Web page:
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Big data boosts financial services institutes

Financial institutions can reap massive rewards if they efficiently and effectively make use of big data.

So said Filip Vanden Hout, solution specialist for Microsoft SA’s Application Platform, speaking at a breakfast seminar hosted by IT governance body, ISACA, in Sandton yesterday.

Firstly, Vanden Hout said the financial services sector can benefit by using big data in risk modelling. For banks or other financial institutions, he explained, big data provides an effective way of learning more about customers – bringing in data about their spending habits, their

Credit history, repayments, as well as all interactions with the institution.

“This can then be pulled together and modelled to establish the risk they present as a customer,” he noted.

The sector can also make use of big data to implement customer churn analysis, said Vanden Hout. He explained that data from many different sources, including social networks and customer interactions in call centres and on Web sites, can be used to determine how and why a company is losing or gaining customers, and how to influence the process.

Another benefit, he said, is customer-centric product targeting. “By looking at the spending habits of customers, such as locations and frequencies of transactions and combining it with information available from social networks, more detailed information can be inferred about the likes and dislikes of customers,” he said.

According to Vanden Hout, this allows the organisations to tailor products to customer preferences and engender loyalty.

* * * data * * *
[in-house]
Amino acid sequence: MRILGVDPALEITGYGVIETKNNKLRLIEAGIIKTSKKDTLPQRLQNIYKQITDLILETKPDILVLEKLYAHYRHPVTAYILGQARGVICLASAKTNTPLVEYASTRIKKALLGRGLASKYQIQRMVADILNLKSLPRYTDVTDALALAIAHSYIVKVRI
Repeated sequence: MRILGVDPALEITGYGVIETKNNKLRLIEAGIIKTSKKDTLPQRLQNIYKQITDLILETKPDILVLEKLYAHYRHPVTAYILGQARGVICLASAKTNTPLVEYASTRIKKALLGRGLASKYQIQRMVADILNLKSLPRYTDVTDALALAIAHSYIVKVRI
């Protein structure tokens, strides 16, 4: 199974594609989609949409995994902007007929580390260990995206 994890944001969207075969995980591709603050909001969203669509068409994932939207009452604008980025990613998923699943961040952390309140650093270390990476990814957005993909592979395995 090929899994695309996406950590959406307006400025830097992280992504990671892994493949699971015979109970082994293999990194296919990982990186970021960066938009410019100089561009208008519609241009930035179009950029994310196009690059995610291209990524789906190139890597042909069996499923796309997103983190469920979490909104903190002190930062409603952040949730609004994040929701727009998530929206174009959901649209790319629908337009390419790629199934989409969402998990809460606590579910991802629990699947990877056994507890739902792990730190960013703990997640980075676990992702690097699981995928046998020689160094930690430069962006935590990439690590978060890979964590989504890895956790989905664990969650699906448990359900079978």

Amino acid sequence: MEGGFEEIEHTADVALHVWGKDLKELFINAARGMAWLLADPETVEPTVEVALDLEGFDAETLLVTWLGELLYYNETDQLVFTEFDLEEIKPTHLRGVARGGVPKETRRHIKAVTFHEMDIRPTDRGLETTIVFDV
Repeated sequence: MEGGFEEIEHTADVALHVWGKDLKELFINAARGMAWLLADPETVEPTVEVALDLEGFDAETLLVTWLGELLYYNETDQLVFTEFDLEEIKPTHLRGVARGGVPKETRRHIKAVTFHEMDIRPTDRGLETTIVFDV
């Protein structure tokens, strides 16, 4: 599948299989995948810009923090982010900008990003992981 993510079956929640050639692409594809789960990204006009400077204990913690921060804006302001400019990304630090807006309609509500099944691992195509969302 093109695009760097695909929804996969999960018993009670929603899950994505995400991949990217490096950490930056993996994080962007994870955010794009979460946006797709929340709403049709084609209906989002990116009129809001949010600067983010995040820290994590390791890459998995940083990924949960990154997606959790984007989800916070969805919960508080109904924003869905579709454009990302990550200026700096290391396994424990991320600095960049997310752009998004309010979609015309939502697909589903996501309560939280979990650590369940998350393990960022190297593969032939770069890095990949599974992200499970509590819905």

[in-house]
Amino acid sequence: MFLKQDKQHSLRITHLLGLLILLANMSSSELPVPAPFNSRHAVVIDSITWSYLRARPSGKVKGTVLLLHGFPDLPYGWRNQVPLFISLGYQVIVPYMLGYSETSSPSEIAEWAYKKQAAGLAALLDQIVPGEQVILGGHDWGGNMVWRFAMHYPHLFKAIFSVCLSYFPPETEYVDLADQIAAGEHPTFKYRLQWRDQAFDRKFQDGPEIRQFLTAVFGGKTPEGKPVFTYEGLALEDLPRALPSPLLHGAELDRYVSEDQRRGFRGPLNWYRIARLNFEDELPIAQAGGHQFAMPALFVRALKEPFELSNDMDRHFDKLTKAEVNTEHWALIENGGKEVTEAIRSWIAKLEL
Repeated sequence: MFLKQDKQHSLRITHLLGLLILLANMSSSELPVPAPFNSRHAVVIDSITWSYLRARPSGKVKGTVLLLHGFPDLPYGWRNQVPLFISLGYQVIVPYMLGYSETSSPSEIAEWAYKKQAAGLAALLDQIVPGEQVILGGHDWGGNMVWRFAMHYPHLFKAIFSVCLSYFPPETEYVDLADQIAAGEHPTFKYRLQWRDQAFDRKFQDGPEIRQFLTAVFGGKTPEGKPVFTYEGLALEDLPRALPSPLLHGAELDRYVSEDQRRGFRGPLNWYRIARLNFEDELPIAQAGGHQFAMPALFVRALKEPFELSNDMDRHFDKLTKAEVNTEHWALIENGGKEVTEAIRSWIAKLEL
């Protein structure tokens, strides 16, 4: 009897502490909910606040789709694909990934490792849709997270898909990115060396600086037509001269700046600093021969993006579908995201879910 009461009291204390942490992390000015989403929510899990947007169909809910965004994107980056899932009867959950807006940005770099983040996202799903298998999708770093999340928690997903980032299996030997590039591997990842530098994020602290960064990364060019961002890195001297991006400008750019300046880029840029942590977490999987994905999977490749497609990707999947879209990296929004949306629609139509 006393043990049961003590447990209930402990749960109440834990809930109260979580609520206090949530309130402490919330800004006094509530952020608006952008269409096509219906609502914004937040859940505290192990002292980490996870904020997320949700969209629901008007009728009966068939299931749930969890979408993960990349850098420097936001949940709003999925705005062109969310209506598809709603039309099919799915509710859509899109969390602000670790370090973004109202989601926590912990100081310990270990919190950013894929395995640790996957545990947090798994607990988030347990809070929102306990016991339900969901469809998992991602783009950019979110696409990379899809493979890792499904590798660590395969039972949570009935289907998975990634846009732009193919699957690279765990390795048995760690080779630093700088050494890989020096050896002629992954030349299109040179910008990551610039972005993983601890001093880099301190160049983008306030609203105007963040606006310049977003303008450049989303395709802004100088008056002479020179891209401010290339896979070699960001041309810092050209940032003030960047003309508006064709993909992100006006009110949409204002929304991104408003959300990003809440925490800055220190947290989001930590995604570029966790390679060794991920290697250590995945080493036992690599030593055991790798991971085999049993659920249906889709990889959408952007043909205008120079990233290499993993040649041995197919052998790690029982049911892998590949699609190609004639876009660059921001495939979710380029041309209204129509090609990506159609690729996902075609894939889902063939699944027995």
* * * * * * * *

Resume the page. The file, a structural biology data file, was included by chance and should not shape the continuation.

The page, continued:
Financial institutes can also derive real-time exposure monitoring by making use of big data, he added. “With big data, the financial services industry can monitor investment banking activities and trades in real-time to track exposures and flag or block risky trades.”

Finally, he pointed out that big data can improve the organisations’ threat analysis and fraud detection.

Vanden Hout explained that Hadoop – an open-source software framework that supports data-intensive distributed applications – can be used to analyse spending habits, earnings, historic transaction patterns and other key metrics to work out if a given transaction or interaction is fraudulent.

Big data can also prove useful in the healthcare industry, he noted, pointing out that the sector can utilise big data for data analysis and reporting; improved research; healthcare logistics planning; pandemic planning; as well as fraud claim detection among other benefits.

Government too, can benefit from big data, especially on issues like transport optimisation, natural events preparedness, intelligence gathering, and economic planning, he said.

As well as being useful in oil and gas exploration. “Oil and gas organisations must synthesise a vast amount of information from equipment sensors, geolocation data, transactions, and production results to improve performance and reduce costs,” he noted, adding, big data can be useful to the industry by improving production with better data analytics; collecting and managing sensor data using tools like Power View to track performance and optimise resources to boost revenue and reduce costs.


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